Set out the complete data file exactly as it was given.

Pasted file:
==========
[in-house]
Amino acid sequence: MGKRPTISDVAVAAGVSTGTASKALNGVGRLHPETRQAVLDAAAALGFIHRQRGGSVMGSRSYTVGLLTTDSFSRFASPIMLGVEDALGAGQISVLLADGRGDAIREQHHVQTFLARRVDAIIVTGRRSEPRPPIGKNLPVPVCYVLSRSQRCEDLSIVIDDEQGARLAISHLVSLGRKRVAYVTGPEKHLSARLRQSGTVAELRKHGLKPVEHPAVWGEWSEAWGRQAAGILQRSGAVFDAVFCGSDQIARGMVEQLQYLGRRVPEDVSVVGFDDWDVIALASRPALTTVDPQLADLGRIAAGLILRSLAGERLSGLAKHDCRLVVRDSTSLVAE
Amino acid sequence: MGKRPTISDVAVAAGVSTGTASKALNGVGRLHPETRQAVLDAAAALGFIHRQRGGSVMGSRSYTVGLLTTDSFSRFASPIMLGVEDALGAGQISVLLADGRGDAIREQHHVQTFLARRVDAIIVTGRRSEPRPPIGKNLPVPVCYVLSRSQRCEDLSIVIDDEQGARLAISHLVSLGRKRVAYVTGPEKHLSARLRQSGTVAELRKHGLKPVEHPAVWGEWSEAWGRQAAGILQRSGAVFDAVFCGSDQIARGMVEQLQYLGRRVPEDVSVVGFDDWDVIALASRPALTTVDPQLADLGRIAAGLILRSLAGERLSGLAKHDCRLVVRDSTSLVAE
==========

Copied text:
[in-house]
Amino acid sequence: MGKRPTISDVAVAAGVSTGTASKALNGVGRLHPETRQAVLDAAAALGFIHRQRGGSVMGSRSYTVGLLTTDSFSRFASPIMLGVEDALGAGQISVLLADGRGDAIREQHHVQTFLARRVDAIIVTGRRSEPRPPIGKNLPVPVCYVLSRSQRCEDLSIVIDDEQGARLAISHLVSLGRKRVAYVTGPEKHLSARLRQSGTVAELRKHGLKPVEHPAVWGEWSEAWGRQAAGILQRSGAVFDAVFCGSDQIARGMVEQLQYLGRRVPEDVSVVGFDDWDVIALASRPALTTVDPQLADLGRIAAGLILRSLAGERLSGLAKHDCRLVVRDSTSLVAE
Amino acid sequence: MGKRPTISDVAVAAGVSTGTASKALNGVGRLHPETRQAVLDAAAALGFIHRQRGGSVMGSRSYTVGLLTTDSFSRFASPIMLGVEDALGAGQISVLLADGRGDAIREQHHVQTFLARRVDAIIVTGRRSEPRPPIGKNLPVPVCYVLSRSQRCEDLSIVIDDEQGARLAISHLVSLGRKRVAYVTGPEKHLSARLRQSGTVAELRKHGLKPVEHPAVWGEWSEAWGRQAAGILQRSGAVFDAVFCGSDQIARGMVEQLQYLGRRVPEDVSVVGFDDWDVIALASRPALTTVDPQLADLGRIAAGLILRSLAGERLSGLAKHDCRLVVRDSTSLVAE